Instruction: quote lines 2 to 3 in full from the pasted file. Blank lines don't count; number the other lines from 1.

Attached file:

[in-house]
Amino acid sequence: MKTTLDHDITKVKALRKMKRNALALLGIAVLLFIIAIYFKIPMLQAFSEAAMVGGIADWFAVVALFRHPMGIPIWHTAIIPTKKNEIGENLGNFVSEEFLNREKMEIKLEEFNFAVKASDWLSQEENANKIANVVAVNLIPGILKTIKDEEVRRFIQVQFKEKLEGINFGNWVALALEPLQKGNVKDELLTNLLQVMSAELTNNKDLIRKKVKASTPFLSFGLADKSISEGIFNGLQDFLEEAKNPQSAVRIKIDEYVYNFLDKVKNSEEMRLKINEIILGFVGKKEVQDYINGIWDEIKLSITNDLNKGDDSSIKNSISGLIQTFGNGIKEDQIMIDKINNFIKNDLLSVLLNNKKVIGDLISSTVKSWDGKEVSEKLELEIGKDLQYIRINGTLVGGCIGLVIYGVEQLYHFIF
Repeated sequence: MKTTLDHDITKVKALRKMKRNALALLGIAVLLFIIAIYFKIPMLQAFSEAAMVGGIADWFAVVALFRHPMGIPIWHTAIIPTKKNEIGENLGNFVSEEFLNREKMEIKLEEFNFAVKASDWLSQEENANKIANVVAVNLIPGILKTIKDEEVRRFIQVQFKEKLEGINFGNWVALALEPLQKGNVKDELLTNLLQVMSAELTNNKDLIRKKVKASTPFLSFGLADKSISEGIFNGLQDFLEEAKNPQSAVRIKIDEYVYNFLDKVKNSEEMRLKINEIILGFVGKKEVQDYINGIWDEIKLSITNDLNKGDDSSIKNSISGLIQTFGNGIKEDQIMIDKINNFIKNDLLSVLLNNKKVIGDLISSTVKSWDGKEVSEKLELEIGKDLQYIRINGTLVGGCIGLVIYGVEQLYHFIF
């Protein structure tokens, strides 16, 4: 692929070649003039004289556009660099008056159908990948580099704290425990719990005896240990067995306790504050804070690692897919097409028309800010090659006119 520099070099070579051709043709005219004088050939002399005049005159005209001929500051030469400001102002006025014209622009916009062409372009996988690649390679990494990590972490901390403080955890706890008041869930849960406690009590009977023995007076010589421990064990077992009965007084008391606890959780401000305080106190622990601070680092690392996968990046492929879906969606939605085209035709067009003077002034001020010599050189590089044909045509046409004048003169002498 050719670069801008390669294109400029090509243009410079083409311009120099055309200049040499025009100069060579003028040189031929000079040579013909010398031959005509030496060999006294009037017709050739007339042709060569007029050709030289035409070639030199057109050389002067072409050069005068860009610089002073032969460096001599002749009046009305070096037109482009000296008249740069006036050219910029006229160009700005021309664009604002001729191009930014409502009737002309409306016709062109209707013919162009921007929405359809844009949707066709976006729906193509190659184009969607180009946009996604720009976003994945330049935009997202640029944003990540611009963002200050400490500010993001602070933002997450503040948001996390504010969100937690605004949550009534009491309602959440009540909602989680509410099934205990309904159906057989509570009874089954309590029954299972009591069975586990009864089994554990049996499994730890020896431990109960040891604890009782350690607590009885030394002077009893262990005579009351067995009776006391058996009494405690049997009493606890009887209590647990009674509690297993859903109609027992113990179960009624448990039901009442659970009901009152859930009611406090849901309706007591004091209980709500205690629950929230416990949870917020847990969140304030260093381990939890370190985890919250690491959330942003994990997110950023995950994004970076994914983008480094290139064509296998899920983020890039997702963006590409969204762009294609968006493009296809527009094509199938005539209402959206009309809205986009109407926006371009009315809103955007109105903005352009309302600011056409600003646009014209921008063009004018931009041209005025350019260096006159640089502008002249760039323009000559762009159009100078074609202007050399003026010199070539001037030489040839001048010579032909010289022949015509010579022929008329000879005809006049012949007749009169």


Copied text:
Amino acid sequence: MKTTLDHDITKVKALRKMKRNALALLGIAVLLFIIAIYFKIPMLQAFSEAAMVGGIADWFAVVALFRHPMGIPIWHTAIIPTKKNEIGENLGNFVSEEFLNREKMEIKLEEFNFAVKASDWLSQEENANKIANVVAVNLIPGILKTIKDEEVRRFIQVQFKEKLEGINFGNWVALALEPLQKGNVKDELLTNLLQVMSAELTNNKDLIRKKVKASTPFLSFGLADKSISEGIFNGLQDFLEEAKNPQSAVRIKIDEYVYNFLDKVKNSEEMRLKINEIILGFVGKKEVQDYINGIWDEIKLSITNDLNKGDDSSIKNSISGLIQTFGNGIKEDQIMIDKINNFIKNDLLSVLLNNKKVIGDLISSTVKSWDGKEVSEKLELEIGKDLQYIRINGTLVGGCIGLVIYGVEQLYHFIF
Repeated sequence: MKTTLDHDITKVKALRKMKRNALALLGIAVLLFIIAIYFKIPMLQAFSEAAMVGGIADWFAVVALFRHPMGIPIWHTAIIPTKKNEIGENLGNFVSEEFLNREKMEIKLEEFNFAVKASDWLSQEENANKIANVVAVNLIPGILKTIKDEEVRRFIQVQFKEKLEGINFGNWVALALEPLQKGNVKDELLTNLLQVMSAELTNNKDLIRKKVKASTPFLSFGLADKSISEGIFNGLQDFLEEAKNPQSAVRIKIDEYVYNFLDKVKNSEEMRLKINEIILGFVGKKEVQDYINGIWDEIKLSITNDLNKGDDSSIKNSISGLIQTFGNGIKEDQIMIDKINNFIKNDLLSVLLNNKKVIGDLISSTVKSWDGKEVSEKLELEIGKDLQYIRINGTLVGGCIGLVIYGVEQLYHFIF